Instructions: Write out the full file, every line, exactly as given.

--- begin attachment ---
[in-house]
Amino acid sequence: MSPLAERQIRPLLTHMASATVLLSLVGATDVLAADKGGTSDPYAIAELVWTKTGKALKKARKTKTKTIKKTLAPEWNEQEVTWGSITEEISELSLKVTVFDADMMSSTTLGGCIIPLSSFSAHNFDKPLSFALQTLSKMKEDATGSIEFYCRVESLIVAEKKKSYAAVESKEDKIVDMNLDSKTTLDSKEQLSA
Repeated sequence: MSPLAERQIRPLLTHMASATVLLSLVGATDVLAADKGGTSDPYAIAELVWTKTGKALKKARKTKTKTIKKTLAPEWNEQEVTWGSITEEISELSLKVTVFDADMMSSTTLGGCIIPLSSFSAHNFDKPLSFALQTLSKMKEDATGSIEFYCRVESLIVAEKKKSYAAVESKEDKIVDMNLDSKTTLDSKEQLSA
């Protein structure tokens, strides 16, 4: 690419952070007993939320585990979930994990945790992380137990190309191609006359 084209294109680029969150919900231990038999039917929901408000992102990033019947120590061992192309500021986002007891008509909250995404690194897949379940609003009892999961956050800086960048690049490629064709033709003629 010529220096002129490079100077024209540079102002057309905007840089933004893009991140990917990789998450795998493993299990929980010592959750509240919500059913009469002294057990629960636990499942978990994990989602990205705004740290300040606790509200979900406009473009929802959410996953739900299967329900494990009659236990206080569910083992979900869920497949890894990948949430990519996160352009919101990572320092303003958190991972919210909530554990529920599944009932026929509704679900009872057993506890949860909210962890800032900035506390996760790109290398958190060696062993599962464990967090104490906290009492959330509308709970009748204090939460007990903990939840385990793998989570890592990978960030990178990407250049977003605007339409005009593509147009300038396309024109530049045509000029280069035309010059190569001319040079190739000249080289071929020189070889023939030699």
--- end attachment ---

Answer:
[in-house]
Amino acid sequence: MSPLAERQIRPLLTHMASATVLLSLVGATDVLAADKGGTSDPYAIAELVWTKTGKALKKARKTKTKTIKKTLAPEWNEQEVTWGSITEEISELSLKVTVFDADMMSSTTLGGCIIPLSSFSAHNFDKPLSFALQTLSKMKEDATGSIEFYCRVESLIVAEKKKSYAAVESKEDKIVDMNLDSKTTLDSKEQLSA
Repeated sequence: MSPLAERQIRPLLTHMASATVLLSLVGATDVLAADKGGTSDPYAIAELVWTKTGKALKKARKTKTKTIKKTLAPEWNEQEVTWGSITEEISELSLKVTVFDADMMSSTTLGGCIIPLSSFSAHNFDKPLSFALQTLSKMKEDATGSIEFYCRVESLIVAEKKKSYAAVESKEDKIVDMNLDSKTTLDSKEQLSA
């Protein structure tokens, strides 16, 4: 690419952070007993939320585990979930994990945790992380137990190309191609006359 084209294109680029969150919900231990038999039917929901408000992102990033019947120590061992192309500021986002007891008509909250995404690194897949379940609003009892999961956050800086960048690049490629064709033709003629 010529220096002129490079100077024209540079102002057309905007840089933004893009991140990917990789998450795998493993299990929980010592959750509240919500059913009469002294057990629960636990499942978990994990989602990205705004740290300040606790509200979900406009473009929802959410996953739900299967329900494990009659236990206080569910083992979900869920497949890894990948949430990519996160352009919101990572320092303003958190991972919210909530554990529920599944009932026929509704679900009872057993506890949860909210962890800032900035506390996760790109290398958190060696062993599962464990967090104490906290009492959330509308709970009748204090939460007990903990939840385990793998989570890592990978960030990178990407250049977003605007339409005009593509147009300038396309024109530049045509000029280069035309010059190569001319040079190739000249080289071929020189070889023939030699």